hostnameand see the name for the system displayed.
# hostname moonpoint
Yet, if I tried entering any option for the command, I received the error message "Name or service not known".
# hostname -a hostname: Name or service not known # hostname -i hostname: Name or service not known # hostname -f hostname: Name or service not known # hostname --fqdn hostname: Name or service not known
The hostname command existed and when I checked the
man page for the
command by issuing the command
man hostname, I saw all of those
options listed as supported arguments to the command - see
hostname man page.
# which hostname /bin/hostname #
I attempted to use strace, a "system call tracer" tool, to check the
command, but found it wasn't present on the system, so I installed it
yum install strace. I then tried
strace hostname --fqdn
, but didn't see the cause of the problem in its output - I stored
the results in
strace -o hostname-fqdn_trace.txt hostname --fqdn. I saw
an IP address in the output; when I checked that IP address I realized it was a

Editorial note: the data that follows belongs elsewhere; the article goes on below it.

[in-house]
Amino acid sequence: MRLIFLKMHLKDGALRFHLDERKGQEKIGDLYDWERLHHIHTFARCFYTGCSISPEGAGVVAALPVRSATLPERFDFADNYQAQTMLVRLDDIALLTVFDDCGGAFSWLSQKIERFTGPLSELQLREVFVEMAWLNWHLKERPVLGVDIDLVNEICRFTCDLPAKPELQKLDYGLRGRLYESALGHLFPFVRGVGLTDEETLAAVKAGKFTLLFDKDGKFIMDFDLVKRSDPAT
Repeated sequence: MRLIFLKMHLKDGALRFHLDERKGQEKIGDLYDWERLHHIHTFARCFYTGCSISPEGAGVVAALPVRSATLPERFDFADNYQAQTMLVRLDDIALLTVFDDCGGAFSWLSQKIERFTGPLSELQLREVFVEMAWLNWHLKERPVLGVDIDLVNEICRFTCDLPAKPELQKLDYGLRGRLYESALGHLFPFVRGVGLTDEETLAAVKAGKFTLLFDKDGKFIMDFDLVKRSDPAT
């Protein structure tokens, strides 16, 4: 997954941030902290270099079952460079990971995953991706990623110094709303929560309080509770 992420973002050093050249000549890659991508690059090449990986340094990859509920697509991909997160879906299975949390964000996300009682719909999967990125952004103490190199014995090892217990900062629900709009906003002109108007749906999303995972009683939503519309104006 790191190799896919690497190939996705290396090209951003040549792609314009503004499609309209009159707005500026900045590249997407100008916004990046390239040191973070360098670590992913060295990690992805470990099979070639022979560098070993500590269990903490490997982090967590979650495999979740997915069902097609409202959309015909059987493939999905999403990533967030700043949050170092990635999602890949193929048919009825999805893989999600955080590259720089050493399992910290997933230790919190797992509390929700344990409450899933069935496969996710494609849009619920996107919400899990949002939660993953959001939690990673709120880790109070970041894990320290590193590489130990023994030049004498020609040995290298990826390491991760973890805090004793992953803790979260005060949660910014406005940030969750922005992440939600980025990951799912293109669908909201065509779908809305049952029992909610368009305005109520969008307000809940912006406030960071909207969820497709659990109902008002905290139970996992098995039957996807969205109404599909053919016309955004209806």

Domain Name System (DNS) server for the system, so thought the system
may have been attempting to look up a
fully qualified domain name (FQDN) for the system, but
perhaps could not.
I had specified the hostname for the system a week ago
using the hostname command, but hadn't
specified a domain name then. I examined the
but there wasn't one specified there.
# cat /etc/hosts 127.0.0.1 localhost localhost.localdomain localhost4 localhost4.localdomain4 ::1 localhost localhost.localdomain localhost6 localhost6.localdomain6
etc/hosts file on another CentOS system was the same as
the one above, but I could issue the
hostname command there
with the above arguments to the command without the error message appearing,
though whenever I added an option to the command there was a delay in the
$ hostname saturn $ hostname -i fe80::21b:fcff:fe2f:66fd%enp1s4 192.168.0.5 $ hostname -f saturn $ hostname --fqdn saturn$
But I added a line at the end of
/etc/hosts in the form:
serverIPaddress myhostname.mydomain.tld myhostname
Note: "tld" stands for "top-level domain", e.g. .com, .net, .org, etc.
E.g., since I had the domain moonpoint.org pointed to the server I added a line similar to the following one:
192.168.8.5 moonpoint.org moonpoint
Immediately after I did so, all of the options that hadn't worked with the hostname command previously now worked.
# hostname -f moonpoint.org # hostname --fqdn moonpoint.org # hostname -a moonpoint # hostname -i 192.168.8.5 # hostname moonpoint